tjir4-4a - Can Abundance and Scarcity Clash Environmental...

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Alternatives: Turkish Journal of International Relations, Vol.4, No.4, Winter 2005 1 Can Abundance and Scarcity Clash? Environmental Security in Lebanon’s Second Republic Sami ZEIDAN* This paper examines the ongoing threat to environmental security in Lebanon since the end of the civil war in 1990. It makes the case that there can be environmental causes and effects of conflict, as well as environmental targets of conflict in Lebanon. It examines why the government does not always implement international environmental treaties. The paper studies the hydropolitics of the region, the ominous threat of water wars, and the claims of Syria and Israel on Lebanon’s abundant water. It examines the Wazzani pump dispute that erupted in 2001 when, following Israeli withdrawal, the Lebanese government decided to divert water from the Hasbani River into surrounding impoverished villages. The dispute exemplifies how water tensions, in an area already fueled by political distrust, can easily inflate into war rhetoric. The implications for cooperation with Israel, as well as the role of water in the peace process are also analyzed. As it continues to recover from its 15-year civil war (1975-90), Lebanon, with its limited economic, social and political resources, faces enormous challenges in its struggle for security, given its regional position – located between two powerful neighbors, Syria and Israel – where it bears the consequences of a failed peace process between Israel, the Palestinians, Syria, and of course Lebanon. In the geographical region where Lebanon is situated, environmental issues have been sources of conflict between Arabs and non-Arabs, both in the Near East and Africa. Wars have also contributed to the destruction of the environment in the Arab world. In a region where water is scarce, Lebanon’s neighbors have always claimed its relatively abundant waters. A brief historical overview confirms this. In the Middle East, water conflict is an age-old problem, mentioned as far back as in the Old Testament. The early systematic work of the Zionists for the utilization of the Litani River, which flows within Lebanon and drains not far from Israel, can be traced back to the end of the nineteenth century. During the war of 1948, the new state of Israel occupied Lebanese territory west of its northern tongue to the left bank of the Litani, only to vacate it a few months later partly because of its wrong assumption that water sharing arrangements would be worked out for joint exploitation of the waters of south Lebanon. Since 1949, when Israel and Lebanon signed an armistice agreement, no water arrangements have been put into place by the two neighbors, either through direct negotiation or any other form of formal agreement. As early as 1955, the abundance of water in Lebanon was noticed as a way to alleviate projected water problems in the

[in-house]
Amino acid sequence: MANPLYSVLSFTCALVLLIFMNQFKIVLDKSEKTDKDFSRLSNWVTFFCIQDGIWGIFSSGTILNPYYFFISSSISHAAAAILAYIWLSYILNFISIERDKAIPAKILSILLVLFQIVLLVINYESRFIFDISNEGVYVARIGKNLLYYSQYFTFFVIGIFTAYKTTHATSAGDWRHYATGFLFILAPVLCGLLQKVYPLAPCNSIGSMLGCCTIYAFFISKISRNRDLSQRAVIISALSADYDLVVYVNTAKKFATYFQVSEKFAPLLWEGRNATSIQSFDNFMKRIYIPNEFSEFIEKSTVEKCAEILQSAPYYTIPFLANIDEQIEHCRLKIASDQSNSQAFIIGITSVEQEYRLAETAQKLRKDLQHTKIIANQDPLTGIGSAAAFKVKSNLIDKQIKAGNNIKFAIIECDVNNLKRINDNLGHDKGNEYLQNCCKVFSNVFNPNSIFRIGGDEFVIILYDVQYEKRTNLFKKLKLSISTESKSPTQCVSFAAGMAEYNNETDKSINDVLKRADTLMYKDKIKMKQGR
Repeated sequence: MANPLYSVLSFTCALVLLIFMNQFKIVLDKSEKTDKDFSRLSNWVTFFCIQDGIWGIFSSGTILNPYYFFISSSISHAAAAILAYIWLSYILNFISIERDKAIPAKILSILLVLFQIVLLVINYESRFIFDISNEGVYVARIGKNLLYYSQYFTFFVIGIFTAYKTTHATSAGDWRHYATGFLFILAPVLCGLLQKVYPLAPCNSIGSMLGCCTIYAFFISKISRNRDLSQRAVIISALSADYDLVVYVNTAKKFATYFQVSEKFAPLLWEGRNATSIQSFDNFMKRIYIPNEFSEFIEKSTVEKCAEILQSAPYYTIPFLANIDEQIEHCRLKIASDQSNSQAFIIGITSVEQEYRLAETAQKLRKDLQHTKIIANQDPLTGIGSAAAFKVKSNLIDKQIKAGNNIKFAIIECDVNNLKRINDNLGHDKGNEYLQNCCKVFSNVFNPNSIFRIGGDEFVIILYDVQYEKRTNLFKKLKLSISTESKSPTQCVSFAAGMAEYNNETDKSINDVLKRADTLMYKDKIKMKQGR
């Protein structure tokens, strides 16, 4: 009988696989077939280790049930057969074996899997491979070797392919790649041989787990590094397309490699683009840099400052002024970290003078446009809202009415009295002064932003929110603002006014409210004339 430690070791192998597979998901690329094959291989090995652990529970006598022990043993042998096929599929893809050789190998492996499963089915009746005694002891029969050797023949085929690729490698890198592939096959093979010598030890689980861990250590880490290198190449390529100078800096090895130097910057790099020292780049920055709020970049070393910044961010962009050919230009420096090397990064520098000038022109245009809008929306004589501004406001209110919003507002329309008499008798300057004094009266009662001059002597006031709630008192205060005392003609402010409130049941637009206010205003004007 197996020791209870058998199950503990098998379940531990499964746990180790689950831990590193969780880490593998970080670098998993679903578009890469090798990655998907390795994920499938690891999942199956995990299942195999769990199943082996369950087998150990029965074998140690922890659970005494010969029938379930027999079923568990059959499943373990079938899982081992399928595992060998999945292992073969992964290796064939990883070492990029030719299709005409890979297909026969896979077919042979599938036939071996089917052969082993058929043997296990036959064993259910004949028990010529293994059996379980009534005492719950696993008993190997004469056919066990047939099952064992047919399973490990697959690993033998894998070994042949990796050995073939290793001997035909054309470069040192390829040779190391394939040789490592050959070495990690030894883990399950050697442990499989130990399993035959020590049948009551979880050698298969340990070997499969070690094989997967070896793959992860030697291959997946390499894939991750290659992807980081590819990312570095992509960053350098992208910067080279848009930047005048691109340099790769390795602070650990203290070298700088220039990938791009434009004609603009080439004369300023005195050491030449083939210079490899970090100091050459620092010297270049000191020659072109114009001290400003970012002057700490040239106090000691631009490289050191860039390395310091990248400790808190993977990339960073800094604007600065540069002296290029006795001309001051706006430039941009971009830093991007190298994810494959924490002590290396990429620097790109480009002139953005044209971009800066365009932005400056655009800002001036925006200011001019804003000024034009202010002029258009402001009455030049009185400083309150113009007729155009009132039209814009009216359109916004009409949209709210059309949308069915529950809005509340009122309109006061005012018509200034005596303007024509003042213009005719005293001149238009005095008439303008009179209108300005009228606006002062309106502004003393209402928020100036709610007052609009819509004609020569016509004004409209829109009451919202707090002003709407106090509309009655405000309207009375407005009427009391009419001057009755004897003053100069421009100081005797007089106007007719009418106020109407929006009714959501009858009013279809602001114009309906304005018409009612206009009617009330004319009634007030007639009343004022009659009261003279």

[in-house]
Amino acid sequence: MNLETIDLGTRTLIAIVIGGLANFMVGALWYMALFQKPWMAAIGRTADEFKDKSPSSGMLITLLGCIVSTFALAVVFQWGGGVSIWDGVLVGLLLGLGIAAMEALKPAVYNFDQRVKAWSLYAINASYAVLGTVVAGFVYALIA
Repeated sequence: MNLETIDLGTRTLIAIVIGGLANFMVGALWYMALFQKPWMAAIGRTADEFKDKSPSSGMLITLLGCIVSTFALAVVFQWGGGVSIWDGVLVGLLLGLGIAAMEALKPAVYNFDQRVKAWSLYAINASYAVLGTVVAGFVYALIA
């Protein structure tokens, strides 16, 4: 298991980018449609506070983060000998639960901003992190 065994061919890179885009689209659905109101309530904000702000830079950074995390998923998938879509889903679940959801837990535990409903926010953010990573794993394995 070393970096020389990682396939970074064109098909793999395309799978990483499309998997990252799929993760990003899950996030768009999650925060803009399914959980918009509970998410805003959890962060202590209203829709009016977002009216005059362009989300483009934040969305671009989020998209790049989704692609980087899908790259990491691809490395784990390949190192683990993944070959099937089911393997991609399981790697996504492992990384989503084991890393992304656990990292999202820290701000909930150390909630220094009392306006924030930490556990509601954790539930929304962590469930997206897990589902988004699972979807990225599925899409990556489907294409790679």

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Alternatives: Turkish Journal of International Relations, Vol.4, No.4, Winter 2005 2 Jordan River Valley, under the US Johnston plan to divert water from the Litani River into Lake
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tjir4-4a - Can Abundance and Scarcity Clash Environmental...

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